That discussion should include an exploration of architects’ contemporary reliance on abrupt change—namely, how they are now attempting to make political-economic instability a generative factor in the design process, creating an artistic turn in architecture as its effect. This turn has been referred to (by Vladimir Pajkic, one of the firm’s partners) as the New Simplicity, which specifically refers to an intentional downsizing from the extravagant spatial propositions of the pre-2008 era. This shift to simple was extreme—and perhaps we can read in the Parrish Art Museum and other similar works a departure to extreme realism.
The focus on typologies that seems key to the New Simplicity approach appears to entail pushing the types’ elements to radical dimensions of materiality, such as the Parrish Art Museum’s 600-foot length. It also seems to involve stripping any ornament. A great deal has been published about the museum’s origins as a Long Island (potato) barn. Walking around and through the building, one notices the limited vocabulary of architectural detail. The mechanical systems are placed and hidden below the concrete pedestal, which is gently raised above the ground. This move allows the roof to be as light and thin as possible. Only three systems are integrated into it—roof structure with skylights, sprinklers, and fluorescent lights. Otherwise, the design strategies that upgrade the Parrish barn to a cabin involve baring its plain architectural elements involving engineering (with the exception of the decision to paint the exhibition walls white, thinly veiling the actual wall for the display of art).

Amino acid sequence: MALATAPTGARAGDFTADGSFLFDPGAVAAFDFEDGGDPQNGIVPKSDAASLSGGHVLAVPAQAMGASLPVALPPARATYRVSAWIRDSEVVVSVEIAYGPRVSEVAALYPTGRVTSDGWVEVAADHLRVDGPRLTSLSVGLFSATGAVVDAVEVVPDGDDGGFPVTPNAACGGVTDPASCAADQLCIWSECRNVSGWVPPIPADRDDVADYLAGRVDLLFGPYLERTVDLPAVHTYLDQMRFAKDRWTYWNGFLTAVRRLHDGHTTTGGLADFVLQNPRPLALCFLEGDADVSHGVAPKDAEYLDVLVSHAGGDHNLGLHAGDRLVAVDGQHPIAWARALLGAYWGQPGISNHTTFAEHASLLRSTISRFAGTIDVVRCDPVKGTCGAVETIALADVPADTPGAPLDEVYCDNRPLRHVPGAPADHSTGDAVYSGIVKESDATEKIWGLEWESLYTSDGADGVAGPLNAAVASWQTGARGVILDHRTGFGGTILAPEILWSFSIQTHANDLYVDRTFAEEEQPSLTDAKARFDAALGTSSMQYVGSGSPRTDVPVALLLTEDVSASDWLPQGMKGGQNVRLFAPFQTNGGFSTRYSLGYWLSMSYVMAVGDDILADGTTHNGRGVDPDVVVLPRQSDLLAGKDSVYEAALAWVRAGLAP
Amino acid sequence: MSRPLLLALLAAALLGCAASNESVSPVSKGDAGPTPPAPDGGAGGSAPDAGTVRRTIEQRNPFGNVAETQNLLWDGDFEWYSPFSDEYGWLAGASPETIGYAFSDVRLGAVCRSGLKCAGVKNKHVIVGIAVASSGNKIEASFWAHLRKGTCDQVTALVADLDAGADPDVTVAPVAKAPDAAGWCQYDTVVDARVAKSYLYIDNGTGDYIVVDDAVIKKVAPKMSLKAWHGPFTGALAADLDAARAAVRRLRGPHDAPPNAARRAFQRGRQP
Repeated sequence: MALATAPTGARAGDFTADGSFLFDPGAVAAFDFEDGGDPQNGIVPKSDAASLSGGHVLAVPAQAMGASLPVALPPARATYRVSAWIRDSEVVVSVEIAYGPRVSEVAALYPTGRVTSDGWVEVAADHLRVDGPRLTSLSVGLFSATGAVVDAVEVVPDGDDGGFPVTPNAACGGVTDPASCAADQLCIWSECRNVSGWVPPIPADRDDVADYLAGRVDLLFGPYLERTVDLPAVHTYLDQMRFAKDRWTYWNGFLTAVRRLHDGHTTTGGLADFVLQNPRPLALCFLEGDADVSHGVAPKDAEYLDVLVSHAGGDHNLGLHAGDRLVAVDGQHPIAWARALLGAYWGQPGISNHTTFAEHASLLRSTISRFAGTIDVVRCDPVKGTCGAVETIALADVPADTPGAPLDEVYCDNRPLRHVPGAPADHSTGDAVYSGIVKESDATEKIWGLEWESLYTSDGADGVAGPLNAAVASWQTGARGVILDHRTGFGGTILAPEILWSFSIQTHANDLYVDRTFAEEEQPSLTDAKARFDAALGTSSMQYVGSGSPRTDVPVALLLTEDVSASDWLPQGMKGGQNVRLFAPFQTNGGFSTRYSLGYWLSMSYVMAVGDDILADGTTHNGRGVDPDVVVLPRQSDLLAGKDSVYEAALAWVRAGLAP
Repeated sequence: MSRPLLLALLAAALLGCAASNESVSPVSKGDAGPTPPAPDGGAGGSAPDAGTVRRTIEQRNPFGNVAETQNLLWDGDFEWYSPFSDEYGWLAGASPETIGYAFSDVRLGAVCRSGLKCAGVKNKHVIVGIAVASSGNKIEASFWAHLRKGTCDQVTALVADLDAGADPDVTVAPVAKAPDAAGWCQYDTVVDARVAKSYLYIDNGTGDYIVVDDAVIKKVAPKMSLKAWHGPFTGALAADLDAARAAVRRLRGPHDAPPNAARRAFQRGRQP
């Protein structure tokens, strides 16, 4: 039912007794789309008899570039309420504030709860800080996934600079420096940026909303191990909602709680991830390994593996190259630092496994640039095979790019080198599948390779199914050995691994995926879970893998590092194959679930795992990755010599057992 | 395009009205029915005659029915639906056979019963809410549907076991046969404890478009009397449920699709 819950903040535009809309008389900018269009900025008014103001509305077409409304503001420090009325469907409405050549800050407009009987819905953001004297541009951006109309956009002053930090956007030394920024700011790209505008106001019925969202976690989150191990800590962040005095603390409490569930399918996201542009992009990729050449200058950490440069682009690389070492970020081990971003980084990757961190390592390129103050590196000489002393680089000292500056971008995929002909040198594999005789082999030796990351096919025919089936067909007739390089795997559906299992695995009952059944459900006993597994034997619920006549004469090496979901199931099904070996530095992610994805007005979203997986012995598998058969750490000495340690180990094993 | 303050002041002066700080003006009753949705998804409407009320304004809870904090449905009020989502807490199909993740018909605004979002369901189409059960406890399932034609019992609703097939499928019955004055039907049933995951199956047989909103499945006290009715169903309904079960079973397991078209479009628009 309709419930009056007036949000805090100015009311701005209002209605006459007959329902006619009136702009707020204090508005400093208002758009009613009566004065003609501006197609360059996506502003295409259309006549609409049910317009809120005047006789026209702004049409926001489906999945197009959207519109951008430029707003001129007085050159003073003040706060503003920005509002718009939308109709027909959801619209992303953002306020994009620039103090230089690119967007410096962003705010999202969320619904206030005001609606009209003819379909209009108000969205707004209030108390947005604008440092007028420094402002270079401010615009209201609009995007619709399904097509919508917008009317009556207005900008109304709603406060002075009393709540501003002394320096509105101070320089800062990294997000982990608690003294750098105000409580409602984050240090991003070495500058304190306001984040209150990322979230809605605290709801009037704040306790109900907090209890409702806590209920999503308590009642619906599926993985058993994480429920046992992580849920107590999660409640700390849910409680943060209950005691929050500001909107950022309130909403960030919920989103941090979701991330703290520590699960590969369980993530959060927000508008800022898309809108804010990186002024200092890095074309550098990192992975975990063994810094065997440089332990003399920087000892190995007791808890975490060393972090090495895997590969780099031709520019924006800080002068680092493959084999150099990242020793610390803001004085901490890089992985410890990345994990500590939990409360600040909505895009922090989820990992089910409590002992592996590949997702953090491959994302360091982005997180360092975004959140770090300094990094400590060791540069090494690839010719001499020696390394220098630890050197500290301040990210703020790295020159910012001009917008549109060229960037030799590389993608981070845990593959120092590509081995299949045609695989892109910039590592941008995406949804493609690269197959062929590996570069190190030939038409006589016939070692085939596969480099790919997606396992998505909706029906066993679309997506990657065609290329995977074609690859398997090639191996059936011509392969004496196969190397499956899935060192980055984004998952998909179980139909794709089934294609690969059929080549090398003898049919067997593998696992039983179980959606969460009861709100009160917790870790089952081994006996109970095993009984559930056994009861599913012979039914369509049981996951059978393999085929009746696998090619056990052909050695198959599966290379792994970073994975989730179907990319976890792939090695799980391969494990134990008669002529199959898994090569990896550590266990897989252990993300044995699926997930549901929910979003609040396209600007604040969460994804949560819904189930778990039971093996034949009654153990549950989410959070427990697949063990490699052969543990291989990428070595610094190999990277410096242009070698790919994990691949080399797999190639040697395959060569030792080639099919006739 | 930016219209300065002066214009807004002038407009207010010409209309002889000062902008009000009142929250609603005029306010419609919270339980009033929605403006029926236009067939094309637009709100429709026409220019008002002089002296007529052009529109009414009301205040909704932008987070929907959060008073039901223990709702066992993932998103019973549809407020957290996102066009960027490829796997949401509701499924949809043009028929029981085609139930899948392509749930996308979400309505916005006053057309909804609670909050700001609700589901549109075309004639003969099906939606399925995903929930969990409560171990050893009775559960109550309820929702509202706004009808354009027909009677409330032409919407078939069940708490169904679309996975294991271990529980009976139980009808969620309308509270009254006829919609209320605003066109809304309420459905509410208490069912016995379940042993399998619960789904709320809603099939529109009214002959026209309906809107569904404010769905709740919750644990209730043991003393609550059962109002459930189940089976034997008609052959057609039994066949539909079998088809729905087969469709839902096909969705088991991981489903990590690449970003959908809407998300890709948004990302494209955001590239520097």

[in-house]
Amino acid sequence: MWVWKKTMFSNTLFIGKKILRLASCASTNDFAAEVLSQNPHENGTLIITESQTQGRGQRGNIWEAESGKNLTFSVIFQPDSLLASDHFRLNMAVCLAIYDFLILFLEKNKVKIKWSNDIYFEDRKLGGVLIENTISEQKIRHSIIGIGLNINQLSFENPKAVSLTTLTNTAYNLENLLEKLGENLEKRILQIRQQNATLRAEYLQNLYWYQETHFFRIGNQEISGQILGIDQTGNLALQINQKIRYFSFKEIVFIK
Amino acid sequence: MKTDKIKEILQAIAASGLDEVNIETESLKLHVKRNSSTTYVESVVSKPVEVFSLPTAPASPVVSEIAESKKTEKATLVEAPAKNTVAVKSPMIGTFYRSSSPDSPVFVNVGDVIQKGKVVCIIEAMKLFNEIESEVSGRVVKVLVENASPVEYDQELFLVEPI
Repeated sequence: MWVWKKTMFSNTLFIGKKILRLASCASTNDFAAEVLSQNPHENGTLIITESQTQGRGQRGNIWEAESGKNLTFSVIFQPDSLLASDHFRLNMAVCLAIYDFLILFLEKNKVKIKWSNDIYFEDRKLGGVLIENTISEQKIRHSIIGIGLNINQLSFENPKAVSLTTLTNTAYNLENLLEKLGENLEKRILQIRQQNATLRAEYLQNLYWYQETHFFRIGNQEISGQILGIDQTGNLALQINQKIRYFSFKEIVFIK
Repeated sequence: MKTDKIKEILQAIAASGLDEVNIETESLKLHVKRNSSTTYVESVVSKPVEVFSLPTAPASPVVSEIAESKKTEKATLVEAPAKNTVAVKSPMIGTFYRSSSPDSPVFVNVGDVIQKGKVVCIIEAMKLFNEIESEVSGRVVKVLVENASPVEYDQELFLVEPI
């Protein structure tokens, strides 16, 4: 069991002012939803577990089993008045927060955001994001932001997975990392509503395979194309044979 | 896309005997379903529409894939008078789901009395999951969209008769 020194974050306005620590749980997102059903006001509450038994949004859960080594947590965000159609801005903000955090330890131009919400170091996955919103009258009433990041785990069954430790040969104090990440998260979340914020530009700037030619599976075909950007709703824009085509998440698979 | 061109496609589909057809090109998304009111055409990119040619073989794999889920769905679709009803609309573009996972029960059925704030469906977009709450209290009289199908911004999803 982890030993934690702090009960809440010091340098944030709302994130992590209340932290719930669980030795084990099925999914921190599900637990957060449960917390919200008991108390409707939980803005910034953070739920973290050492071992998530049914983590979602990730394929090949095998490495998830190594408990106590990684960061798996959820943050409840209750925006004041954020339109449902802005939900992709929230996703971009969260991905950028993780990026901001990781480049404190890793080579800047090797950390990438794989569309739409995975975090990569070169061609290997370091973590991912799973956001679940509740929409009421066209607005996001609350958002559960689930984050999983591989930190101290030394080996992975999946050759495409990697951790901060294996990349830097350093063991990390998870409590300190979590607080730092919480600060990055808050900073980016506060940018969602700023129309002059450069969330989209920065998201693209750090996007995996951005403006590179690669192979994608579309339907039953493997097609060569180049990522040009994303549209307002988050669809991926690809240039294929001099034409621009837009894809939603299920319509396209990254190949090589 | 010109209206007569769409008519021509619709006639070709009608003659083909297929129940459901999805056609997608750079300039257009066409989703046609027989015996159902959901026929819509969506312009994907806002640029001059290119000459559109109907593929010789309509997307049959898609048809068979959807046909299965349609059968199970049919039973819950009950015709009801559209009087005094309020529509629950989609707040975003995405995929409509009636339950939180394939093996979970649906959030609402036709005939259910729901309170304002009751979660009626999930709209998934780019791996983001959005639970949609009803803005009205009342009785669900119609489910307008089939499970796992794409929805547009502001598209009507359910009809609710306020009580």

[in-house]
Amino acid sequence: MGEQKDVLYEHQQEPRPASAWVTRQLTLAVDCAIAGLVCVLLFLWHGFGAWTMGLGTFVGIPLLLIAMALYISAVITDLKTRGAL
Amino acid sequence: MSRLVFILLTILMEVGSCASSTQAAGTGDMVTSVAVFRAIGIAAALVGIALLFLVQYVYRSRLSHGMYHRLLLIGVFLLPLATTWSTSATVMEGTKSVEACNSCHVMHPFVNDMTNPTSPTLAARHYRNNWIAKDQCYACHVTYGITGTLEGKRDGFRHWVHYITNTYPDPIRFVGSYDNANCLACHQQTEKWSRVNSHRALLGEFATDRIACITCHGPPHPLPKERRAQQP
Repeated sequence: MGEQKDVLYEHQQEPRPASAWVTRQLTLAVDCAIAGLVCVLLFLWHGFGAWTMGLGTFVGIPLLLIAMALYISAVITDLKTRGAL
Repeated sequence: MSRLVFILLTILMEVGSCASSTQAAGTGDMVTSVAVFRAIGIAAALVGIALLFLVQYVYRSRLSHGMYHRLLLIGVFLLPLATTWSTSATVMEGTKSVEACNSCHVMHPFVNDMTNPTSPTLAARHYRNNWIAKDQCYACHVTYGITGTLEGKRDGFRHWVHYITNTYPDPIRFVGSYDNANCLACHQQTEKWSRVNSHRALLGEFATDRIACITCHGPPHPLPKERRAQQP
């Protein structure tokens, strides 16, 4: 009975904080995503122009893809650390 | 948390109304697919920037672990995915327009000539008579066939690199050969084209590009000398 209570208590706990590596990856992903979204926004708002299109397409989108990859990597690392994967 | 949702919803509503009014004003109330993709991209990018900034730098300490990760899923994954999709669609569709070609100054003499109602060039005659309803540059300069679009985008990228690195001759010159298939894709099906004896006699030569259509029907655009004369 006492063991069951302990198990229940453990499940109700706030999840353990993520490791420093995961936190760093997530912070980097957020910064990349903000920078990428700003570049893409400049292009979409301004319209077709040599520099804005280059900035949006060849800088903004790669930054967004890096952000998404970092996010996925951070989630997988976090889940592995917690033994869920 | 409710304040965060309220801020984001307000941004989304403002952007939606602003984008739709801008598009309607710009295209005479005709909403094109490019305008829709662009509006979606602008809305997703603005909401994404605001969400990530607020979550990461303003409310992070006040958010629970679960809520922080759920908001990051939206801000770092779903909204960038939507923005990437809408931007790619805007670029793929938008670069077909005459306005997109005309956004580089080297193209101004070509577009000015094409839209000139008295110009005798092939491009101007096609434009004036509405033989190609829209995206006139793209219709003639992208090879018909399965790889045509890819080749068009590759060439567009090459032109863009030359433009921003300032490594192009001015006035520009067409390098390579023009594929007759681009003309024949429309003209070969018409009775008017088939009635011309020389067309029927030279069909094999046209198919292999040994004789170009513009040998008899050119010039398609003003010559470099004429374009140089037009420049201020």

Herzog and de Meuron’s second, realized Parrish Art Museum design should not be thought of as an alternative to their original art village concept. Instead the two designs have a parallel relationship, with the final design advancing their proposal for art museum-as-cabin. The major question that arises from examining the project in its wider context, as an architectural hinge between pre- and post-bubble, is this: How can Herzog & de Meuron’s choices inform the education of today’s young architects? How can we help prepare new designers to respond to abrupt changes affecting their own practices in the future?
Srdjan Jovanovic Weiss is an architect living and working in New York. He is on the faculty at Columbia University GSAPP, where he investigates architecture traversing beyond political power. In 2003 he founded Normal Architecture Office (NAO) and is co-founder of the School of Missing Studies (SMS). His books include Socialist Architecture: The Vanishing Act (2012), Evasions of Power: On the Architecture of Adjustment (2008), and Almost Architecture (2006). In 2006–07 he worked with Herzog & de Meuron as architect and researcher of urban cultures.